December, 2016

Critical Marine Conservation Measures for Sharks and Sea Turtles Approved in Brazil

At the first meeting of the Tuna Fisheries Management Council, Oceana secured the approval of important marine conservation measures. The measures include a fishing ban for all hammerhead shark species in Brazil’s tuna fisheries; the mandatory use of circle hooks in all Brazilian longline fisheries (a requirement that will protect sea turtles and sharks); a rejection of leases that would have allowed Chinese fishing vessels and purse seiners to participate these fisheries; and a formal commitment from the government to develop a management plan for tuna fisheries within six months. Oceana’s presence at the meeting was critical to obtaining the approval of these measures.

December, 2016

Obama Administration Announces Final Rule to Address Illegal Fishing and Seafood Fraud in United States

The Presidential Task Force on Combating Illegal, Unreported, and Unregulated (IUU) Fishing and Seafood Fraud announced a final rule to implement the Seafood Import Monitoring Program to address illegal fishing and seafood fraud in the United States. The final rule will require imported seafood at risk of illegal fishing and seafood fraud to be traced from the fishing boat or farm to the U.S. border, helping to stop illegally caught and mislabeled seafood from entering the United States. Since 2011, Oceana has campaigned to stop seafood fraud and ensure that all seafood sold in the U.S. is safe, legally caught and honestly labeled. President Obama directed agencies to work together to develop a robust plan to address seafood fraud and illegal fishing at Secretary of State John Kerry’s Our Ocean conference in June 2014.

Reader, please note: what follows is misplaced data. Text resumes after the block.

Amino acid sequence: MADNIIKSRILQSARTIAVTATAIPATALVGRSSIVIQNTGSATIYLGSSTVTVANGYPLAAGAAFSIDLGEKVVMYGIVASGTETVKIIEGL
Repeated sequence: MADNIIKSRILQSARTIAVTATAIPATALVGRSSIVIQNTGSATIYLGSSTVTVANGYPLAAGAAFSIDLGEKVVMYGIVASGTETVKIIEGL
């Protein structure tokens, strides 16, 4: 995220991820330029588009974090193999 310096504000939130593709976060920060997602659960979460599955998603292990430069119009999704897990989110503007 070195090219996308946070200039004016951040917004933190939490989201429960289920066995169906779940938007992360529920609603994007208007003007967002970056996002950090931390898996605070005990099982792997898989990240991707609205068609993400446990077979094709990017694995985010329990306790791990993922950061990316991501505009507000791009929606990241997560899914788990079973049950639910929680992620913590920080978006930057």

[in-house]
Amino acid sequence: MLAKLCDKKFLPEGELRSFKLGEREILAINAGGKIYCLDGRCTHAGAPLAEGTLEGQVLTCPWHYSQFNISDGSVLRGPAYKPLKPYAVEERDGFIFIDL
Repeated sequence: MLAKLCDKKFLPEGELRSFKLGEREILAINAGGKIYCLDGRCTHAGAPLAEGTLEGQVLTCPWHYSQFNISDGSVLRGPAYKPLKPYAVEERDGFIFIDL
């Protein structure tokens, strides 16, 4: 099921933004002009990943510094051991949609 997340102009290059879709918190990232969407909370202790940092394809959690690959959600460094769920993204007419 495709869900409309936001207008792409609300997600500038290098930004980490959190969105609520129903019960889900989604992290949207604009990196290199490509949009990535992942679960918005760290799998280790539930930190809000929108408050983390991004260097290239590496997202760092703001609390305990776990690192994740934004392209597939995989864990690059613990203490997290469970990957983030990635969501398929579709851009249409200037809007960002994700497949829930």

November, 2016

Peru Bans Landings of Shark Fins

Peru’s Ministry of Production announced new measures banning the landing and transshipment of shark fins and headless or finless shark bodies in the country’s port. This rule aims to curb shark finning, a brutal practice that has been a factor in the decline of sharks worldwide. The measures also ban the use of harpoons to hunt sharks and promote traceability in the shark supply chain. Oceana campaigns around the world for better fisheries management and policies to protect sharks, which are key predators and critical species for maintaining healthy oceans.